Can a play change the world? Or really, change the conversation about youth suicide in Utah?

Utah Shakespeare Festival has a ‘brilliant’ idea about using art to spark complicated conversations about what’s worth living for.

By Ellen Fagg Weist

The Utah Shakespeare Festival is skilled at producing shows for youth audiences, thanks to the theater company’s 25-year history of sending classic plays on the road. But with this fall’s Utah high school tour of “Every Brilliant Thing,” the company is doubling down on its belief that telling searingly relevant stories can save lives.

“Brilliant” is a one-person play infused with light and dark humor. The script is unusual as it enlists the audience to help the narrator detail a running list of what’s worth living for. A list of brilliant things, that is, that a young man creates in hopes of saving his mother from her suicidal depression.

Starting in October, “Every Brilliant Thing” will be performed at or near every Utah high school during a five-month tour. Two casts will perform the show on different routes. (That’s in addition to the already scheduled January-to-April 2020 run of the company’s Shakespeare-in-the-Schools tour of “Romeo and Juliet.”)

Taking “Brilliant” on the road is an initiative aimed at helping Utah teenagers talk about suicide prevention. State legislators and the Utah Department of Heritage & Arts have pitched in to fund the tour, one of a variety of strategies targeted at reducing the state’s suicide epidemic.

“Art builds community, and art allows us to talk about these things.”

— Michael Bahr, USF Education directOR

Artistic director Brian Vaughn says he was moved to tears when he first read the script of “Every Brilliant Thing,” written by British playwright Duncan Macmillan in collaboration with Irish musician/comedian Jonny Donahoe.

To call “Every Brilliant Thing” a suicide story would be too reductive. “This show is an affirmation of life,” Bahr says.

In Cedar City, the play (directed by Vincent J. Cardinal) became a breakout hit during the summer, anchored by the vulnerable agility of Michael Doherty’s tour de force performance.

That performance became a living laboratory for the fall tour, especially after Doherty signed on to direct. At talkbacks, tour leaders learned more about what’s needed to guide conversations before and after school performances. Teachers attending the festival requested performances of “Brilliant” at their schools.

Some 60 members of the Utah Shakespeare Festival theater company received suicide prevention training to support responses to the Cedar City run of “Every Brilliant Thing.” Producers worked with mental health experts and administrators to create suicide prevention resources.

One initiative, an “Every Brilliant Thing” wall, is visible outside the Anes Studio Theatre. As the run wore on, the wall became decorated with more and more brightly colored Post-it notes filled with audience members’ own brilliant things.

What sets apart the play is that the narrator’s scene partners for each performance are audience members. The actor affably greets the audience and enlists volunteers before each show. “Everyone starts out in a group of strangers, and then people become a support group,” is how Doherty explains the storytelling challenge.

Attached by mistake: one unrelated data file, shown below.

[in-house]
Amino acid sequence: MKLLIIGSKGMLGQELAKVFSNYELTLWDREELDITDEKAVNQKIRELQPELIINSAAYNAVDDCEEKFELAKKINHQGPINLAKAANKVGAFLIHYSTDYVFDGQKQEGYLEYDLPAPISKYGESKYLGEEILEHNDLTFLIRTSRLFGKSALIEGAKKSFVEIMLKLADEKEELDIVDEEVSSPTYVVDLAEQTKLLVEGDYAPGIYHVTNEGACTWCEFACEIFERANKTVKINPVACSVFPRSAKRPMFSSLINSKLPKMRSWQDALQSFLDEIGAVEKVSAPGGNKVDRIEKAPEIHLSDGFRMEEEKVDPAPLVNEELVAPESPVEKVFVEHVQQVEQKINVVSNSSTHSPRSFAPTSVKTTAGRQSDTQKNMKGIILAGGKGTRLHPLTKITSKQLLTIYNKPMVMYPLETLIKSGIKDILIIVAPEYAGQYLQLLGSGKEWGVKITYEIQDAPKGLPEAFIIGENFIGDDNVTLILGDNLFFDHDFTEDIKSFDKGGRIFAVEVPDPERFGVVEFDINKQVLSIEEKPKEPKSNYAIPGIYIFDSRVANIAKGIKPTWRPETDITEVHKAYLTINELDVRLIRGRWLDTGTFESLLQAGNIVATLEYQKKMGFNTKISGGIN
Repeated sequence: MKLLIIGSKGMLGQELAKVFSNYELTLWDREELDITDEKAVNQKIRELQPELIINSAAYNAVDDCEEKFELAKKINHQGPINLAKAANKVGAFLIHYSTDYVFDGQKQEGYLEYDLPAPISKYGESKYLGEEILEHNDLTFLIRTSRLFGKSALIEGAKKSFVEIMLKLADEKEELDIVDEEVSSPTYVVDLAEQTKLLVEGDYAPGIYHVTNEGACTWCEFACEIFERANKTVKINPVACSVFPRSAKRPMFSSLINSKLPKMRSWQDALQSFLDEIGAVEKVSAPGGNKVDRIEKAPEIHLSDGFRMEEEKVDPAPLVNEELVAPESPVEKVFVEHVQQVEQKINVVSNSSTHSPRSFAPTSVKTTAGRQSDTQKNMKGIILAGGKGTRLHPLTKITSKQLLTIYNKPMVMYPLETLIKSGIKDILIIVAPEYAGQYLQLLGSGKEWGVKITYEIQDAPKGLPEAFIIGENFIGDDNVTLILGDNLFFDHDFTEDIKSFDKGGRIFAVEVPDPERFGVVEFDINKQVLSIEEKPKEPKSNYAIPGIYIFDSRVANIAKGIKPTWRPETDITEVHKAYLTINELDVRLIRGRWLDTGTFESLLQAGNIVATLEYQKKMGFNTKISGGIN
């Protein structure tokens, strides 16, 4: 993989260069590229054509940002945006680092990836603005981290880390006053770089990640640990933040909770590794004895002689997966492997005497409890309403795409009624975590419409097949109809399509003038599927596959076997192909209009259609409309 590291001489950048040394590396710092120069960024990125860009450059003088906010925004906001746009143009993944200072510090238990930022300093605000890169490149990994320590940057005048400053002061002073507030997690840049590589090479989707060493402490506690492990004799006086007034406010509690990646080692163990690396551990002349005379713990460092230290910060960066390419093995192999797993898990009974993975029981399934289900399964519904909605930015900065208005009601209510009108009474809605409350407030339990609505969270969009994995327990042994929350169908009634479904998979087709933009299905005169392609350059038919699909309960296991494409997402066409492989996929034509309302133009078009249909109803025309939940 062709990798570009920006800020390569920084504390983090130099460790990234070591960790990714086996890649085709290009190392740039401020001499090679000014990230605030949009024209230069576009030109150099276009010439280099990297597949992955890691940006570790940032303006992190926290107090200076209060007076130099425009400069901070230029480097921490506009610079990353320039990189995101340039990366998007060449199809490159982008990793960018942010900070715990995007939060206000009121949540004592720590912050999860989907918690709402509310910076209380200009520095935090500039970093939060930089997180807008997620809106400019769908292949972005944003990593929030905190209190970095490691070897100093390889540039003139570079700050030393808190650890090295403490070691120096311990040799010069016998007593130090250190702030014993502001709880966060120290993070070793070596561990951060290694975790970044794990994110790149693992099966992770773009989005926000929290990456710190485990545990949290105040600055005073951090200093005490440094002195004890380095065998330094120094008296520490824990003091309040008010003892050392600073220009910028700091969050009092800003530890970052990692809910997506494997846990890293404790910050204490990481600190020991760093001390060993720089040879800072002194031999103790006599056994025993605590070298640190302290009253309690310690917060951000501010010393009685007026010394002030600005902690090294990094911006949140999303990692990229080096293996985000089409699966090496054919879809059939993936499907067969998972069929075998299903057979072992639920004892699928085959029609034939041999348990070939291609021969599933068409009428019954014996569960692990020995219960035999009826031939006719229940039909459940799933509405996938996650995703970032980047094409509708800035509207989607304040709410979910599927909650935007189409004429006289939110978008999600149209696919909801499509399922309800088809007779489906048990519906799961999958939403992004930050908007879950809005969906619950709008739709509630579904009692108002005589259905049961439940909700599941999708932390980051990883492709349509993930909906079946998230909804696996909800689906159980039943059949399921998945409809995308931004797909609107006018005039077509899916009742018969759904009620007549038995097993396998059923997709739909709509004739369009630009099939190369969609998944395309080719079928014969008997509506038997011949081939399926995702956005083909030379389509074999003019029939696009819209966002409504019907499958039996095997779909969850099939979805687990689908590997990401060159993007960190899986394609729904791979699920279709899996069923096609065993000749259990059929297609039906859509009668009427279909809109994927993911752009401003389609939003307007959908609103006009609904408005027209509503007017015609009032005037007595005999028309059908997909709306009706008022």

And the gifts provided by those volunteer performers — who portray a veterinarian, the narrator’s father, his girlfriend and a guidance counselor — make every show different.

Not every volunteer gets the lines right. Not everybody speaks with the diction or timing of a classically trained thespian. 

“You can’t control the room,” says Doherty says, as if offering training tips to the tour actors who will tackle the improvisational challenges of the role. “You have to be Zen. Things will go wrong.”

After one of Doherty’s summer matinees, the actor was still overheated from the physical and emotional demands of his performance when he greeted theatergoers in the lobby after the show. 

Some greeted him as if he were a priest, or maybe a bishop in The Church of Jesus Christ of Latter-day Saints. Or possibly a trained therapist.

“There’s space for whatever they need to say,” Doherty says of after-show comments. And also space for the emotional release of hugs.

“I’ve never seen anything like that,” one man said at a talkback the next morning. A woman — the volunteer who repeatedly was prompted to call out “ice cream,” No. 1 on the narrator’s life-affirming brilliant things list — said the experience was life-changing.

She had always talked so gingerly around the issue of about suicide, the woman said. Seeing the play had challenged her to be more honest.

“Amazingly important,” is how Doherty characterizes performing this show in Utah. “It feels like everyone needs to hear this story or could get something out of it.”

Utah Shakespeare Festival >


National Suicide Prevention Lifeline: 800-273-8255

American Foundation for Suicide Prevention, Utah: 888-333-2377 or 212-363-3500; visit

NAMI Utah, Mentor Help Line: 801-323-9900

Crisis Text Line: text TALK to 74741

UNI CrisisLine: 801-587-3000

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